Attempt to breath new life into Beepocalypse narrative doesn’t pass laugh test
This is the latest in a series of GLP reports on The Real Facts About the Birds and the Bees.
It doesn’t take a peer-reviewed study to tell you that if you blot out the sun, plants won’t grow and solar panels are going to stop functioning. Or if a mammoth asteroid unexpectedly hit the earth tomorrow, it would cause enormous destruction. Or if… you get the point.
Doomsday scenarios are great as sci-fi pulp or to bolster ideological campaigns, but such musings offer no practical or public policy value, to science or to the general public. Outside of the realm of cartoon fantasy, the sun is not going to rise tomorrow and an asteroid is not going to smash into the earth.
So it is with a paper published earlier this month in The Lancet—“Effects of decreases of animal pollinators on human nutrition and global health: a modelling analysis”. It’s conclusion: “Declines in animal pollinators could cause significant global health burdens from both non-communicable diseases and micronutrient deficiencies.” Or translated into English: if all pollinators, including all birds and bees, were blotted out tomorrow, it would be a bad thing for agricultural productivity. Duh! You didn’t need to assemble a team of Harvard School of Public Health and Tufts University environment and public health professors to tell you that.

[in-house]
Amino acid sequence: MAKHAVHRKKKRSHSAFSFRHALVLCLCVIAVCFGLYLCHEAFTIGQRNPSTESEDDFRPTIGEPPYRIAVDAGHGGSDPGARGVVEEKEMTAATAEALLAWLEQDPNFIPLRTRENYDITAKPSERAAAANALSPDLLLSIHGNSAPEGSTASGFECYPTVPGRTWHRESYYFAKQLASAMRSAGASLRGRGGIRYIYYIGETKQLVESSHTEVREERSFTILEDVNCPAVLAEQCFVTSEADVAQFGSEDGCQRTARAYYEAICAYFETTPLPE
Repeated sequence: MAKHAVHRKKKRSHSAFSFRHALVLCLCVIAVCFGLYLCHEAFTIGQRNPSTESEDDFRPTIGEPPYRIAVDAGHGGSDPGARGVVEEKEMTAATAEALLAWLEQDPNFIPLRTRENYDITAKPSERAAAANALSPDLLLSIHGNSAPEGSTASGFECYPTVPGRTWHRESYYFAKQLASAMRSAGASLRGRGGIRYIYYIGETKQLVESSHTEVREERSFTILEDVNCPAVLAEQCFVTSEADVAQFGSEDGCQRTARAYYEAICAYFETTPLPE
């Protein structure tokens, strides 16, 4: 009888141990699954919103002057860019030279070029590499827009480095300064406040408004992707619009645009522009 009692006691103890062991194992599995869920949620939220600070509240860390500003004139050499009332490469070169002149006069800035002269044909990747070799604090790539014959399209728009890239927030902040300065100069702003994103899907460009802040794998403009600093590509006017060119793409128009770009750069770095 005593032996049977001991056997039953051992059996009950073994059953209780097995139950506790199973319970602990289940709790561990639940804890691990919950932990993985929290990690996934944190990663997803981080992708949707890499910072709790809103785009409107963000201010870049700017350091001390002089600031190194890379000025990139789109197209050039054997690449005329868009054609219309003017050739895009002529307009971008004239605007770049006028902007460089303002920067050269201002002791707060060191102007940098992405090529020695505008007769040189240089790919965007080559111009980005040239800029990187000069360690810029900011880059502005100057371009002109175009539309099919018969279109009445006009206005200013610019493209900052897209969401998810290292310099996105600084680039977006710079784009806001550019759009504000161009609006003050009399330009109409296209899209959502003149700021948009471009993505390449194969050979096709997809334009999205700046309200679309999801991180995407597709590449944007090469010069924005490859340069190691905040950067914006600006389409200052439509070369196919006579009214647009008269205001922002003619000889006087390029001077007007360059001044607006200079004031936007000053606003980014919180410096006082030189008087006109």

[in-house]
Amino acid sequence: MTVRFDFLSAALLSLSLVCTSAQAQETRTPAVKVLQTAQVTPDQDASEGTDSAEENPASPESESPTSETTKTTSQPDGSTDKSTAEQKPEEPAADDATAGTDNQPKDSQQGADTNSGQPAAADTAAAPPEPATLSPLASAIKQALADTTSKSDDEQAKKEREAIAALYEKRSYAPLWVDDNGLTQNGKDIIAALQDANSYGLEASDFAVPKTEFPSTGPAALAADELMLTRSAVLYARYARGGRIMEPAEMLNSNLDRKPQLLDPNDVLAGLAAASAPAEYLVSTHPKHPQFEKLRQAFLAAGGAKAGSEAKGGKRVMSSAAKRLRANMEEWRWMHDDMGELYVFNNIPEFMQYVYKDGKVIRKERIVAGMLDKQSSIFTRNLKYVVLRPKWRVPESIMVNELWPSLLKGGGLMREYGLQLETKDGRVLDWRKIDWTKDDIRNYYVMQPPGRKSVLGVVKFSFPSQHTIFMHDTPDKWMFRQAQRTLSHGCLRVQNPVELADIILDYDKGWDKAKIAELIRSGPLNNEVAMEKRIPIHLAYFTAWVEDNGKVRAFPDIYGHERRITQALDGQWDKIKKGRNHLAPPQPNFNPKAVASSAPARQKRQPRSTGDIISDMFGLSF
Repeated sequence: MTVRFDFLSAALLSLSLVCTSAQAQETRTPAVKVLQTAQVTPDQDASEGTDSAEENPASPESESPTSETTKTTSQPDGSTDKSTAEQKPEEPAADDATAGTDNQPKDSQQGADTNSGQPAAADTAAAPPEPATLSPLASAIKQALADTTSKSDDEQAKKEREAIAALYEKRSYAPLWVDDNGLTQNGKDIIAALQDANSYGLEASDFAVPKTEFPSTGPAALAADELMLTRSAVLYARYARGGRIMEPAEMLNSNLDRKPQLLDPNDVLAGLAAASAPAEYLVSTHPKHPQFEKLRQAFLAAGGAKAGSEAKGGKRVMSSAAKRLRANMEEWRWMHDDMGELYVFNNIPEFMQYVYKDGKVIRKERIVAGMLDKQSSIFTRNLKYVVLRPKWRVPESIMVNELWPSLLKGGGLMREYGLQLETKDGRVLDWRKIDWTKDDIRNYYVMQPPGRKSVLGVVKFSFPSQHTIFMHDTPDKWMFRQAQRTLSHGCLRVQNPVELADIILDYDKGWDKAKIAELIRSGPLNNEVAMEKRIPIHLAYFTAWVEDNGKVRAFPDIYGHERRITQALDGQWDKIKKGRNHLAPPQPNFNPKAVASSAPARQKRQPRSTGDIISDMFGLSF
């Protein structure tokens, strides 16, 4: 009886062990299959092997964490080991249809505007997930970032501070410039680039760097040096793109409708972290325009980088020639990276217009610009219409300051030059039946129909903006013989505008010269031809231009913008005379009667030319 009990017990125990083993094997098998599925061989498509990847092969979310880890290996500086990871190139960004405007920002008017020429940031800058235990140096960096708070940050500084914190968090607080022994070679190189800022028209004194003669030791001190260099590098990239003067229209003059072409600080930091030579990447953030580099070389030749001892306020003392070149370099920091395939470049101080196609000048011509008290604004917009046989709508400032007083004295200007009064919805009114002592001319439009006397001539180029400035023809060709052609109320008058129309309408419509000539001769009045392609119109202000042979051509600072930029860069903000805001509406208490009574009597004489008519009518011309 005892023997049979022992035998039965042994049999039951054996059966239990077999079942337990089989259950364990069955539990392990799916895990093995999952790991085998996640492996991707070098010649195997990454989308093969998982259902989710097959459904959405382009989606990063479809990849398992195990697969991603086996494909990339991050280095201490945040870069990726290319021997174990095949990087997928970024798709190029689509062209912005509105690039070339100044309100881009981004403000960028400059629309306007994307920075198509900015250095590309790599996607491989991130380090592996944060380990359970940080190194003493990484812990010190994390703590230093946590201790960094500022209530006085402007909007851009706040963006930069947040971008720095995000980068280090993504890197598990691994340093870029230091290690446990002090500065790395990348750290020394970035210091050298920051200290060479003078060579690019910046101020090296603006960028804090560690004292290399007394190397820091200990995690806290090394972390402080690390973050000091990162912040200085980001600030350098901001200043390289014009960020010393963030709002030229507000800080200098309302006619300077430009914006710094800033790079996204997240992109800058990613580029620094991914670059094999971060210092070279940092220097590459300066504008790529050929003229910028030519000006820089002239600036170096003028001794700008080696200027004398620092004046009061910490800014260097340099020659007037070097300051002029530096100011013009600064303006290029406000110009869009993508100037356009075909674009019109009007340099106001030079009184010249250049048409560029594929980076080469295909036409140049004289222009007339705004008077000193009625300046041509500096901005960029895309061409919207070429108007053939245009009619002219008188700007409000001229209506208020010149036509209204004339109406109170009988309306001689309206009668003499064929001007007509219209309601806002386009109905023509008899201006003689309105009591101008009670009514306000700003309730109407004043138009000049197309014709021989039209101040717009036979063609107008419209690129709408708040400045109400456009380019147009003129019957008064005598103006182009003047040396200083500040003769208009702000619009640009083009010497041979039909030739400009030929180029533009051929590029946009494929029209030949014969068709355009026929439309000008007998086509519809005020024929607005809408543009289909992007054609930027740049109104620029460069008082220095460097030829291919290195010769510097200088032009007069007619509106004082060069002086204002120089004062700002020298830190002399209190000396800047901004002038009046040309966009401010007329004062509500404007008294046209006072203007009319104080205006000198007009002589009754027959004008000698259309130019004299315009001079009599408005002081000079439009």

Of course, the point of this paper wasn’t to explore an actual imminent catastrophic threat. It doesn’t analyze the current state of bee health, as it states wrongly that bees face an imminent threat to their existence and are in decline because the facts don’t support that. So, what was the point, if any, of what amounts to an exercise in modeling scare mongering?
According to the researchers, the extinction of all animal pollinators would cut global fruit supplies by 22.9 percent, vegetables by 16.3 percent and nuts and seeds by 22.1 percent. The analysis claims the resulting drop in nutrition would kill 1.42 million people.
The paper introduces its case with bold-faced deception, implying that managed and wild bee populations are in sharp “decline” and their demise is a realistic possibility.
In the past decade, worldwide decreases in the number, range, and species diversity of both wild and managed animal pollinators have been well documented. Since 2006, managed honey bee colonies in the USA have seen sustained and significant annual winter colony losses at around 30 percent, while Europe has seen smaller but substantial losses (15 percent).
First, 2006 was a political choice to make to begin the analysis. Why? That was the year of the much reported incident of Colony Collapse Disorder (CCD), a phenomenon mostly confined to California, which led to a sharp one-year decline in bees and beehives. CCD has occurred periodically over the years with documented reports going back to the 1800s and there are no links to pesticides—the apparent target of this current study.